*You’ve heard of Kelvin Wooten – or perhaps more accurately, you’ve heard Kelvin Wooten. The young, dynamic multi- instrumentalist has played, written, arranged or produced for some of the biggest names in music: Earth, Wind & Fire, Mary J. Blige, Al Green, The Bee Gees, Anthony Hamilton, Nappy Roots, Jill Scott, Macy Gray, the Isley Brothers, Tony Toni Tone and TLC to name a few.
Born in Georgia and raised in Alabama, Kelvin has spent much of the past few years in recording studios on the West Coast, often working with Raphael Saadiq and Anthony Hamilton on their productions. When not in the studio or on the road as a Music Director playing keyboards, guitar or bass, Kelvin works out of his studio in Huntsville, Alabama.
Grammy Award-winner Anthony Hamilton refers to Wooten as his “musical soul mate.” The two have collaborated on Hamilton’s last 3 albums, with Wooten producing the single “Cool”, and 3 songs on the recent Back To Love album. Wooten’s contribution to the album led to a Grammy nomination for Best R&B Album. Kelvin co-wrote and produced “Freedom”, a duet by Anthony Hamilton and Elayna Boynton. “Freedom” is in Quentin Tarantino’s film Django Unchained and on the soundtrack. In 2011, Kelvin’s production on the Jill Scott & Anthony Hamilton duet “So In Love” made history. The single remained #1 on the Urban Adult Contemporary chart for 18 weeks straight.
But the story of how Kelvin became one of the hottest young producers, songwriters, arrangers and musicians inpop, R&B, hip-hop actually begins before his life became a rush of tours, studio gigs and hanging with some of music’s most talented stars. It started, Kelvin recalls, while he was attending Alabama A&M University on a tuba scholarship.
It was his sophomore year in 1995, and Kelvin was hanging out at Eddie “Spanky” Alford’s house, doing what many musicians call “shedding” – or what Momma calls practicing.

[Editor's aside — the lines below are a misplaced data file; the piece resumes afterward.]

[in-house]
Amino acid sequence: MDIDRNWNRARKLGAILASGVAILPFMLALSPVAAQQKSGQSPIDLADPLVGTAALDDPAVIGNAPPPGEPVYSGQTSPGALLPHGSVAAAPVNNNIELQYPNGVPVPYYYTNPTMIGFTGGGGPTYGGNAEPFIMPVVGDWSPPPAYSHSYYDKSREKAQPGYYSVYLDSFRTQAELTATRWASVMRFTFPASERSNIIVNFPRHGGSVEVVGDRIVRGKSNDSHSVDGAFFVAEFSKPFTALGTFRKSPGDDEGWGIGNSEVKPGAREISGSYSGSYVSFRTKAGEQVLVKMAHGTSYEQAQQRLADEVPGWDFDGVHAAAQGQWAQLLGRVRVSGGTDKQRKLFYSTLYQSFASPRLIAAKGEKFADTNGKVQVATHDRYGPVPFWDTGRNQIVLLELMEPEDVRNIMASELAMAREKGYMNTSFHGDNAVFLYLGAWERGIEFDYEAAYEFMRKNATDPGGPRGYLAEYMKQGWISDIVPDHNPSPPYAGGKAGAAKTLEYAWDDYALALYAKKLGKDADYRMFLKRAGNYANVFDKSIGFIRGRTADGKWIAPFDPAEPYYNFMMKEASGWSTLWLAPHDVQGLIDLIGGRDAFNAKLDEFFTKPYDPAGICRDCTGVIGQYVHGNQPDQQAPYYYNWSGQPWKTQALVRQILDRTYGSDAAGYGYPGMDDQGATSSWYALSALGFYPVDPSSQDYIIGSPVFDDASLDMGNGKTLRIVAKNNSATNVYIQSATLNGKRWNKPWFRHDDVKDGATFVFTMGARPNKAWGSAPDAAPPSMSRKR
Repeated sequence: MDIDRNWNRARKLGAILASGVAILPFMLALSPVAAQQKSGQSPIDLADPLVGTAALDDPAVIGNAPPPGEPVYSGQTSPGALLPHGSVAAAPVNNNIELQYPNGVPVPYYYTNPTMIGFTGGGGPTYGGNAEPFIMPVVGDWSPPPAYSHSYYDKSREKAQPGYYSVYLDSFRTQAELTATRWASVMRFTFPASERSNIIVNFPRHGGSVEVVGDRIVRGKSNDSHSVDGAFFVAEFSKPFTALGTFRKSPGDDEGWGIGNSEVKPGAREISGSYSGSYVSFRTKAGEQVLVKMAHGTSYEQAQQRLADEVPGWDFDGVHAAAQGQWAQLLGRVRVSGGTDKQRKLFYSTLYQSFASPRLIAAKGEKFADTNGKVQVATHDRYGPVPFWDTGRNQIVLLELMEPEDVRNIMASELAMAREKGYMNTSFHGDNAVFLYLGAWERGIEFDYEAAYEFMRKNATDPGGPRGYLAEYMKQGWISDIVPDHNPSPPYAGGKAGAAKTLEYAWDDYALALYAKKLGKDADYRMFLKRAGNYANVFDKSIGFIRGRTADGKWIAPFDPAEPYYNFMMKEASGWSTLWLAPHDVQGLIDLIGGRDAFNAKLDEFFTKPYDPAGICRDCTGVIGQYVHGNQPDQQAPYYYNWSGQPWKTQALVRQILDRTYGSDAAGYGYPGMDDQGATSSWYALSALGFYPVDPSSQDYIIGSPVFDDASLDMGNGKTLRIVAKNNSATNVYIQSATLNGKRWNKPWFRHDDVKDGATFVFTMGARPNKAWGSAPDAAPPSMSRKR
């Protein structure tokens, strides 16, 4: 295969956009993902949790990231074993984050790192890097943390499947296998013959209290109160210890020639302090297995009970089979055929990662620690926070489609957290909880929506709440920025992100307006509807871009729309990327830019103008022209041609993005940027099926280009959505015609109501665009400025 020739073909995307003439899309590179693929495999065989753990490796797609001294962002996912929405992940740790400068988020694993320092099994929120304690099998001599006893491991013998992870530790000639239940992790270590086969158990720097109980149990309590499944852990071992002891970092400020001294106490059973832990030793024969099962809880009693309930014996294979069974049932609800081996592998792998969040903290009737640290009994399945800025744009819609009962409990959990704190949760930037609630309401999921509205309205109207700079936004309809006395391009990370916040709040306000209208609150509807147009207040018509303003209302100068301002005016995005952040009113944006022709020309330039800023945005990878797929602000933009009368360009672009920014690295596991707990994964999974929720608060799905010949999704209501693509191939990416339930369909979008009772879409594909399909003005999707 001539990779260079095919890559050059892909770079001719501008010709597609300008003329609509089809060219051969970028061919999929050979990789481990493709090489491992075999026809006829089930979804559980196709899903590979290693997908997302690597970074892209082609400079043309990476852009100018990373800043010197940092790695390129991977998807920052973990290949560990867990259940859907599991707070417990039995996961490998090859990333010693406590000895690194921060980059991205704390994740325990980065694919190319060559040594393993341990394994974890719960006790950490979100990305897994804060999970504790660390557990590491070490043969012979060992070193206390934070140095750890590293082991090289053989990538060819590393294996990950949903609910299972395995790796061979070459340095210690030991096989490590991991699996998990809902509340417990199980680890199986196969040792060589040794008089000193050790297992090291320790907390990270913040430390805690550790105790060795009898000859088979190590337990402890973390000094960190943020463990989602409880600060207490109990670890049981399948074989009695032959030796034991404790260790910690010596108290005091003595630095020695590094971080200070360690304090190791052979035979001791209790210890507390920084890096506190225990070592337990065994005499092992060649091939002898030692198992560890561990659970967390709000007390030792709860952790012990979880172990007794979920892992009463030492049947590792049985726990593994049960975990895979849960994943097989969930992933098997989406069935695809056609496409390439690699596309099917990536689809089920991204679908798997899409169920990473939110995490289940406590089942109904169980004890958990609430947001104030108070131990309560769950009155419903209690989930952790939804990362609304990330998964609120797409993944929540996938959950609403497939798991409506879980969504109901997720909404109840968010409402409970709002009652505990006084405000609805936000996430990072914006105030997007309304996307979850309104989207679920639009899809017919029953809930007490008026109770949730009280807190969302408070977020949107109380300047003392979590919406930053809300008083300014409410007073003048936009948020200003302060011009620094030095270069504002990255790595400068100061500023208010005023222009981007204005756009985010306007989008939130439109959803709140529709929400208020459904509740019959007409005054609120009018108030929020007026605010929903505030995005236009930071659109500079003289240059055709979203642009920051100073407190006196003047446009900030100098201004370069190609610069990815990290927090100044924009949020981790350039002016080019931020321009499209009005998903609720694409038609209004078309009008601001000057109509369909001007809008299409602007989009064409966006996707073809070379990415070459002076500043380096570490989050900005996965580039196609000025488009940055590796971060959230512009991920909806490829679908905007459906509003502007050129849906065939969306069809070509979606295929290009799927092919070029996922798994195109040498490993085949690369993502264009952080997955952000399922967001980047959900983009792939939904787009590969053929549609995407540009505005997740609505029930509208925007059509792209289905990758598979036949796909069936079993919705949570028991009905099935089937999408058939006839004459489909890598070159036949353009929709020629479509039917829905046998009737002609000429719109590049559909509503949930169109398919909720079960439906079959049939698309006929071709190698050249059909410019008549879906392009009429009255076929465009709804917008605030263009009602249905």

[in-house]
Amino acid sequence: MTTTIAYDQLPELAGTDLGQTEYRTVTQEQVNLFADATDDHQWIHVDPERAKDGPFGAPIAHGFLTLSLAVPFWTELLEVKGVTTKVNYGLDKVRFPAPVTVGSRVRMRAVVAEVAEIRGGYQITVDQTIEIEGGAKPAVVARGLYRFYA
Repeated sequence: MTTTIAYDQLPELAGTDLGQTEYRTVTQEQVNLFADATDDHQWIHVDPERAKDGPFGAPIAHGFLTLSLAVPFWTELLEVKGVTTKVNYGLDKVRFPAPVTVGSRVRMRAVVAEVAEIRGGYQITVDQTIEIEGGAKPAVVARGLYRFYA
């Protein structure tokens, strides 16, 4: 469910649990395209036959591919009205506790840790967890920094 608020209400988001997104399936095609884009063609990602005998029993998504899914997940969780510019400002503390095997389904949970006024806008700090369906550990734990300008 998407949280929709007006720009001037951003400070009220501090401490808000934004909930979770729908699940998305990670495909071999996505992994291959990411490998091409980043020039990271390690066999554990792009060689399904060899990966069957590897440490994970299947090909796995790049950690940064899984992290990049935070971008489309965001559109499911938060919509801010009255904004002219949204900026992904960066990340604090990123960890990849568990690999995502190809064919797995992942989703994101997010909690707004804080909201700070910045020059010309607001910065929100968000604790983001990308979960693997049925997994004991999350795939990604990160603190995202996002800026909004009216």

“Raphael called when we were over there practicing,” Kelvin says, remembering it like it was yesterday. And when Saadiq heard Kelvin in the background doing his thing on guitar, he had Alford put Kelvin on the phone and offered him a job on the spot. “He was like, ‘Do you want to come out?, Do you want to come out next week?”
One phone call moved him from the Alabama A&M University marching band to ten years of steady work as a musical player, producer, arranger and composer, doing everything from playing organ on a Macy Gray song to keyboards for the Nappy Roots and Earth, Wind & Fire.
Artists know that no matter where he works from, Kelvin can deliver.
“They know I’m a one-stop shop kind of guy,” he says. “They know I can do it all.” In addition to bass, guitar and keyboards, Kelvin has held down the back beat behind a drum kit and even slipped in some tuba when he’s had a chance. (Check out “Still Ray” from Saadiq’s “Instant Vintage” CD.)
And that’s what makes Kelvin different from today’s typical cut-and-paste producers who know what to do with a computer but not with real music. “A lot of people can compose and make music from their bedrooms,” Kelvin says. But how many know how to map out a project, inspire a great performance from an artist, and lay down all the instrumental tracks? Very few can do what Kelvin can when he gets in a studio.
Still, Kelvin knows that his prowess as a multi-instrumentalist is only part of what makes him an in-demand producer and writer. He draws much inspiration from Quincy Jones and his chart-toppers like Michael Jackson’s “Thriller” or Jones’ own “Back on the Block.”
“I don’t think Quincy played anything on those records,” Kelvin says. “But the productions are just mapped out so well. “Producing is like being a coach and all the players are the musicians.”
Elvie G PR / Arivle Media Group